It's quite hard to delete a file from a git repository once it's checked in and pushed to origin. This is normally ok, since git repositories contain mostly small files, and a good thing since losing hard work stinks.

With git-annex this changes some: Very large files can be managed with git-annex, and it's not uncommon to be done with such a file and want to delete it. So, git-annex provides a number of ways to handle this, while still trying to avoid accidental foot shooting that would lose the last copy of an important file.

the garbage collecting method

In this method, you just remove annexed files whenever you want, and commit the changes. This is probably the most natural way to go.

In an indirect mode repo, you can do this the same way you would in a regular git repository. For example, git rm foo; git commit -m "removed foo". This leaves the contents of the files still in the annex, not really deleted yet.

If you have a direct mode repo, you can't run git rm in it. Instead, you can just delete files using rm or your file manager, and then run git annex sync to commit the deletion. That will delete the file's content from your disk. Even if it's the only copy of the file!

Either way, deleting files can leave some garbage lying around in either the local repository, or other repositories that contained a copy of the content of the file you deleted. Eventually you'll want to free up some disk space used by one of these repositories, and then it's time to take out the garbage.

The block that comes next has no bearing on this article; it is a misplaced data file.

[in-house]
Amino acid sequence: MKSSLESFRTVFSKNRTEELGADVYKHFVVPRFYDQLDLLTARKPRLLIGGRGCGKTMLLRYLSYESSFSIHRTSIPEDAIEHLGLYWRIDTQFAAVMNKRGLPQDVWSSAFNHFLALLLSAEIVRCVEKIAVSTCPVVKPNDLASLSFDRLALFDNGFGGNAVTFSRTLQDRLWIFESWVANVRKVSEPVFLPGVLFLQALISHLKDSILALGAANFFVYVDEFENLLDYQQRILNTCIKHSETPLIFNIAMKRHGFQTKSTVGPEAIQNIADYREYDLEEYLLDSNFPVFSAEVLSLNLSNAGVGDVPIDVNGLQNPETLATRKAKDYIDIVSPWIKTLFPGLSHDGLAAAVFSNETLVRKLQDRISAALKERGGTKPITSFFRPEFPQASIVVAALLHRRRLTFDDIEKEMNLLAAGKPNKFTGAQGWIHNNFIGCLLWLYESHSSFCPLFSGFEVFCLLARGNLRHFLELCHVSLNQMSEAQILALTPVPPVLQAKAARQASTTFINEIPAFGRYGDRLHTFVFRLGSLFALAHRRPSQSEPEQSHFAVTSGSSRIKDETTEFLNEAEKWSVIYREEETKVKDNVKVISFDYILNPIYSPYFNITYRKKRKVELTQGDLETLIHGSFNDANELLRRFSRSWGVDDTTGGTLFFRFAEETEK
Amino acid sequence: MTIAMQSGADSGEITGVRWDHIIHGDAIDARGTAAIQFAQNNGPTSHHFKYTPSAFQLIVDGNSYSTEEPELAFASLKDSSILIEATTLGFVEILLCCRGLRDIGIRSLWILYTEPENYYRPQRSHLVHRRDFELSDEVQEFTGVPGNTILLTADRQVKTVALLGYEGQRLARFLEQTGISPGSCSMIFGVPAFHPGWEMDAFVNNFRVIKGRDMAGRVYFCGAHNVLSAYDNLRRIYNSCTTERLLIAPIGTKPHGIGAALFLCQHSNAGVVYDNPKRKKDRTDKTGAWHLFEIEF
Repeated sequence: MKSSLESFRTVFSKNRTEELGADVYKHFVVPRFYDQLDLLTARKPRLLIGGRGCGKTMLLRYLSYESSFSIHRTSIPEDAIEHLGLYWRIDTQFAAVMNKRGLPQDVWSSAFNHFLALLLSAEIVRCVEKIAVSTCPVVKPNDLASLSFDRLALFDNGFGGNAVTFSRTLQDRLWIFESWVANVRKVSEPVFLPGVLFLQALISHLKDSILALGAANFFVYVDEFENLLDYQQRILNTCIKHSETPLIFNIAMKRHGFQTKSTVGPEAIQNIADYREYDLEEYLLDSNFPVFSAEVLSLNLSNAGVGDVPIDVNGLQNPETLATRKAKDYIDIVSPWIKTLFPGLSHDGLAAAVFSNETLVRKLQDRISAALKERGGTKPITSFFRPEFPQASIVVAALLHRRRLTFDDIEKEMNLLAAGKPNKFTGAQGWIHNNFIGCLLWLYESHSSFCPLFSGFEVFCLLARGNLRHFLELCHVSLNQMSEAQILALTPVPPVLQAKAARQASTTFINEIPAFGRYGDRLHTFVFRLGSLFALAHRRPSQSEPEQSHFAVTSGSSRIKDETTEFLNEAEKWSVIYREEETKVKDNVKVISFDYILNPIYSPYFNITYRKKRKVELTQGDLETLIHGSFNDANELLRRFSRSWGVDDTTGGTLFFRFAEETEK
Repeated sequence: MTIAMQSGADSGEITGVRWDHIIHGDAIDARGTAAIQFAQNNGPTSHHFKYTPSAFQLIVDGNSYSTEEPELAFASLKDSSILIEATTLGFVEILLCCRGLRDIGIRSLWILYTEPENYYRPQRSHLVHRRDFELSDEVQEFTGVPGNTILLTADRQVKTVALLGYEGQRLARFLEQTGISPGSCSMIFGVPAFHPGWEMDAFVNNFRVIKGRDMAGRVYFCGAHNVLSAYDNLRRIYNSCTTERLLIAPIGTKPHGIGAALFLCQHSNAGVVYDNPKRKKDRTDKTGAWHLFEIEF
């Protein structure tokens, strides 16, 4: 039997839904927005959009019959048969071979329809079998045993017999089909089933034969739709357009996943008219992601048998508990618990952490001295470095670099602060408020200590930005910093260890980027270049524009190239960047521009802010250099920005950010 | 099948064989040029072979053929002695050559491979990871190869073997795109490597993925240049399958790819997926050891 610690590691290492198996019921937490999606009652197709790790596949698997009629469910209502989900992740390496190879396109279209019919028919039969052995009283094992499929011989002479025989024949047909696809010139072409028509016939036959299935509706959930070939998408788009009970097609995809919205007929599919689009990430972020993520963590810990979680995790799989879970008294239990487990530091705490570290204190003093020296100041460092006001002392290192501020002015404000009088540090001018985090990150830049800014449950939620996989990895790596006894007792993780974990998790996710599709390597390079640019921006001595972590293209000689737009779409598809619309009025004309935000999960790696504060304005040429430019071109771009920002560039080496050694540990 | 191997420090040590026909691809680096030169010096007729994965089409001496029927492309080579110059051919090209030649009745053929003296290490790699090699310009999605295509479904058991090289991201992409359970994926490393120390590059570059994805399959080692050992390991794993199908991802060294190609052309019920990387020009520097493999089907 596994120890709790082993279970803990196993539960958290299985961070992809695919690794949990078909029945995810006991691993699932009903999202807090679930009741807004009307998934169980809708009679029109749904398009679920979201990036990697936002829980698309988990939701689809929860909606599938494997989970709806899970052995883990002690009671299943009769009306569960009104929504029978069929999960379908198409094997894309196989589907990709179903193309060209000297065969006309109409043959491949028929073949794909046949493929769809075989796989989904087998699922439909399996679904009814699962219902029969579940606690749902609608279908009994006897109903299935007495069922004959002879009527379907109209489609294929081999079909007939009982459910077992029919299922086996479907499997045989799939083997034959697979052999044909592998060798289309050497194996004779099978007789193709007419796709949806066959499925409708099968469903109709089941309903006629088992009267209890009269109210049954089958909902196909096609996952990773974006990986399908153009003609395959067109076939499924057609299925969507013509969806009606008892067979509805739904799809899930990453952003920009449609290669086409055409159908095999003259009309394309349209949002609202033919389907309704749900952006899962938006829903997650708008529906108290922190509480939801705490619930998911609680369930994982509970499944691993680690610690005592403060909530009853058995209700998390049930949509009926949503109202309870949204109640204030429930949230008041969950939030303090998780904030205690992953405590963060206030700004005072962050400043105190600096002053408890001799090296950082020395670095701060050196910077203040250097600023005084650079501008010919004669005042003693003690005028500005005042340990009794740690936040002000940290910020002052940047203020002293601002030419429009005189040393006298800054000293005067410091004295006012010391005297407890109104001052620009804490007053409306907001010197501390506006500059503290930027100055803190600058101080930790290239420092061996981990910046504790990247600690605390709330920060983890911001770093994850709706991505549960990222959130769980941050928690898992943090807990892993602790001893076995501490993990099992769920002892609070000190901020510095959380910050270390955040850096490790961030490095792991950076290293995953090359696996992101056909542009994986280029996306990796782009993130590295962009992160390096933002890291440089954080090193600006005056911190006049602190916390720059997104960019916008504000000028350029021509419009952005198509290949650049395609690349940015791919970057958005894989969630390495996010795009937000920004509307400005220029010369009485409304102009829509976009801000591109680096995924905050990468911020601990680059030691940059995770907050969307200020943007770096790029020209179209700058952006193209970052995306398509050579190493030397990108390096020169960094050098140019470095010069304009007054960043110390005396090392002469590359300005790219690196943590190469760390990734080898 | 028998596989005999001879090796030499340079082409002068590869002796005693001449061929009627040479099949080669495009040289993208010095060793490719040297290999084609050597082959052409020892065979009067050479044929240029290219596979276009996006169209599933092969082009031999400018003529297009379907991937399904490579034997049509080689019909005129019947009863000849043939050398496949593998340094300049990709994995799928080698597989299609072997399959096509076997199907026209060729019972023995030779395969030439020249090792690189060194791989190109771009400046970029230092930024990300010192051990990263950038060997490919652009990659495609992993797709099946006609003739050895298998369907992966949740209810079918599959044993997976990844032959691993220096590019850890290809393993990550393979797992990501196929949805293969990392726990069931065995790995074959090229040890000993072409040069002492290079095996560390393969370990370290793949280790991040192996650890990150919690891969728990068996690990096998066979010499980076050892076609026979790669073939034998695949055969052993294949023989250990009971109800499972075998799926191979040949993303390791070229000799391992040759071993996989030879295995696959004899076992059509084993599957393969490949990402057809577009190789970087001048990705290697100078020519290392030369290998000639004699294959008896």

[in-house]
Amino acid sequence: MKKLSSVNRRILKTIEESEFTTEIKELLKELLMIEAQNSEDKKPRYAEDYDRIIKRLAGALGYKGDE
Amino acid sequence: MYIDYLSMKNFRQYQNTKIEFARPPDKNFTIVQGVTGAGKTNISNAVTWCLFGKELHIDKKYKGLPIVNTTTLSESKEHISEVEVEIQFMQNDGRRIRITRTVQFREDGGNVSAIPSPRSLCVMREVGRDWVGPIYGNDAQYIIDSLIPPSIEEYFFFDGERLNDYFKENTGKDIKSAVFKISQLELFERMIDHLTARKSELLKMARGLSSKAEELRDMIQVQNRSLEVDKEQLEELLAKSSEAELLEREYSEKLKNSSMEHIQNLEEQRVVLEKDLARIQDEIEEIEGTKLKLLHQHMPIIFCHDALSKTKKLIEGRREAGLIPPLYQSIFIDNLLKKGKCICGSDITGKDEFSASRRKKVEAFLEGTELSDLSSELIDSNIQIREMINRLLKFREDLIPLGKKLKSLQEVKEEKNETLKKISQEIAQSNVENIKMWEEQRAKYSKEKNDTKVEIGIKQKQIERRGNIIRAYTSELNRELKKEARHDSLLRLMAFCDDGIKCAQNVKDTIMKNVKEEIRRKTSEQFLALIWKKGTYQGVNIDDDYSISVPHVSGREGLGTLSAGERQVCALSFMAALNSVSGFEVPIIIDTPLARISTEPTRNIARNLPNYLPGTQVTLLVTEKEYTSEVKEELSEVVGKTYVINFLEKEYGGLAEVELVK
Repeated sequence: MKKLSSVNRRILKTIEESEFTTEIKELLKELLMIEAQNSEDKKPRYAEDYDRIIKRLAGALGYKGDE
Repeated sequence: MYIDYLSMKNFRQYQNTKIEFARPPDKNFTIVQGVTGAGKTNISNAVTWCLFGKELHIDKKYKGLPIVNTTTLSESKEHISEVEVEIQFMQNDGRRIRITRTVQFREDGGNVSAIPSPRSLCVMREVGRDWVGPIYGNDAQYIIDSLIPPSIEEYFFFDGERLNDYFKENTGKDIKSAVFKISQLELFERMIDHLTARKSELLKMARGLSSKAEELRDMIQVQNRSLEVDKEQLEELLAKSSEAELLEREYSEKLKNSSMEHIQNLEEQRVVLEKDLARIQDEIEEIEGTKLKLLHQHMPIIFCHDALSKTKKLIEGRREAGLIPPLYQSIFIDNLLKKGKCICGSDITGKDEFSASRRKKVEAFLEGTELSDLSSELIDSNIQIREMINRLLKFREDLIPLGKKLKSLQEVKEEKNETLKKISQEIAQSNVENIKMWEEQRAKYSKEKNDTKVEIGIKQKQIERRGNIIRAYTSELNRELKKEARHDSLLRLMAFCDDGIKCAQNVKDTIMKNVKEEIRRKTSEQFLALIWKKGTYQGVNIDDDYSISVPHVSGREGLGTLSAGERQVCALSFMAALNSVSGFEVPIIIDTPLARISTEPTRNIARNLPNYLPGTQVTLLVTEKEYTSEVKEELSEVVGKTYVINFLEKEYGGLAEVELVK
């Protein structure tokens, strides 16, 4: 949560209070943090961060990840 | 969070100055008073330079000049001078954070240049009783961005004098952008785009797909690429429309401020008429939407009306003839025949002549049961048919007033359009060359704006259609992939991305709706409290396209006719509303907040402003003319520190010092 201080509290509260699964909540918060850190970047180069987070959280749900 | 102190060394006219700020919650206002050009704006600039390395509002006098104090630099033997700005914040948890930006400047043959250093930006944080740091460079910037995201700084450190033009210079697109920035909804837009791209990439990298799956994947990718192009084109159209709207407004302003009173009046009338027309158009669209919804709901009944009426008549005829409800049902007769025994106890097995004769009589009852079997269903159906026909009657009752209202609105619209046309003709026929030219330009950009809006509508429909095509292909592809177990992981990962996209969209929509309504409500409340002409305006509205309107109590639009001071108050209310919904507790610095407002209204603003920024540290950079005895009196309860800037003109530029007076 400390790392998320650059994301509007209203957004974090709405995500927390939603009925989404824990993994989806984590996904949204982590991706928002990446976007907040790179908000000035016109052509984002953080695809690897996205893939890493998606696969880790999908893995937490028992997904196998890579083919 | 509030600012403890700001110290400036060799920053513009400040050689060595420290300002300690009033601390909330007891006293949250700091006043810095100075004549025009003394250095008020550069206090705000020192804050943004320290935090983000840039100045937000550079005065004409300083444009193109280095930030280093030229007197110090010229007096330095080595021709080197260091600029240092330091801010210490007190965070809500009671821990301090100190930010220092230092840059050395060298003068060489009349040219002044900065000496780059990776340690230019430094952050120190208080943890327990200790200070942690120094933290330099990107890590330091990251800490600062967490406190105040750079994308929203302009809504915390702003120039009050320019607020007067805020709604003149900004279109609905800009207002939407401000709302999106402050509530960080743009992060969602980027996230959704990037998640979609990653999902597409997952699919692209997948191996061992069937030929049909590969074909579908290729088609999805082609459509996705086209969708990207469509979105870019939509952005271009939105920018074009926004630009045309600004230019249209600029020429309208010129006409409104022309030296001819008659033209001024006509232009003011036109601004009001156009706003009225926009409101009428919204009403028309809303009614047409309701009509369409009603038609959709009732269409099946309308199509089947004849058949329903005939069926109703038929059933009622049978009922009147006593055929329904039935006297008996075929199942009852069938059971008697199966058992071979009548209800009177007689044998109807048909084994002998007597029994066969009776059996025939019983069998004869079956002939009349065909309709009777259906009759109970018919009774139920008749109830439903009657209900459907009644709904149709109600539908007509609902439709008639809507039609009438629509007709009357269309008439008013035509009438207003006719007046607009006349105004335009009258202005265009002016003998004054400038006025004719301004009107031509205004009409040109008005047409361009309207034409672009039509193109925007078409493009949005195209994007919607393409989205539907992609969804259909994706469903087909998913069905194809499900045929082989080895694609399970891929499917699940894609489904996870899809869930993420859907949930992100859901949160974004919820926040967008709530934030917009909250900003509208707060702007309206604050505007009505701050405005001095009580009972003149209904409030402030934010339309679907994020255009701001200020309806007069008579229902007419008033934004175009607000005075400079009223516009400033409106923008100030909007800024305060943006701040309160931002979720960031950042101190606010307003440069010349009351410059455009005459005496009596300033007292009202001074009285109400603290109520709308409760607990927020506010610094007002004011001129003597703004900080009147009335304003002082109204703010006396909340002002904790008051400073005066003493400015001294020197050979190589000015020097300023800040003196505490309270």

To collect the garbage, you can run git annex unused inside the repository which you want to slim down. That will list files stored in the annex that are not used by any git branches or tags. Followed by git annex dropunused 1-10 to delete a range of the unused files from the annex.

In recent versions of git-annex, git annex dropunused checks that enough other copies of a file's content exist in other repositories before deleting it, so this won't ever delete the last copy of some file. This is a good default, because these unused files are still referred to by some commits in the git history, and you might want to retain the full history of every version of a file.

But, let's say you don't care about that, you only want to keep files that are in use by branches and tags. Then you can use git annex dropunused --force with a range of files, which will delete them even if it's the last copy.

Finally, sometimes you want to remove unused files from a special remote. To accomplish this, pass --from remotename to the unused and dropunused commands, and they will act on files stored in that remote, rather than on the local repository.

let the assistant take care of it

If you're using the git-annex assistant, you don't normally need to worry about this. Just delete files however you normally would. The assistant will try to migrate unused file contents away from your local repository and store them in whatever backup repositories you've set up.

delete all the copies method

You have a file. You want that file to immediately vanish from the face of the earth to the best of your abilities.

Note that, since git-annex deduplicates files by default, any files with the same content will be removed by these commands.

  1. git annex drop --force file
  2. git annex whereis file
  3. git annex drop --force file --from $repo repeat for each repository listed by the whereis command
  4. rm file; git annex sync

Of course, if you have offline backup repositories that contain this file, you'll have to bring them online before you can drop it from them, etc.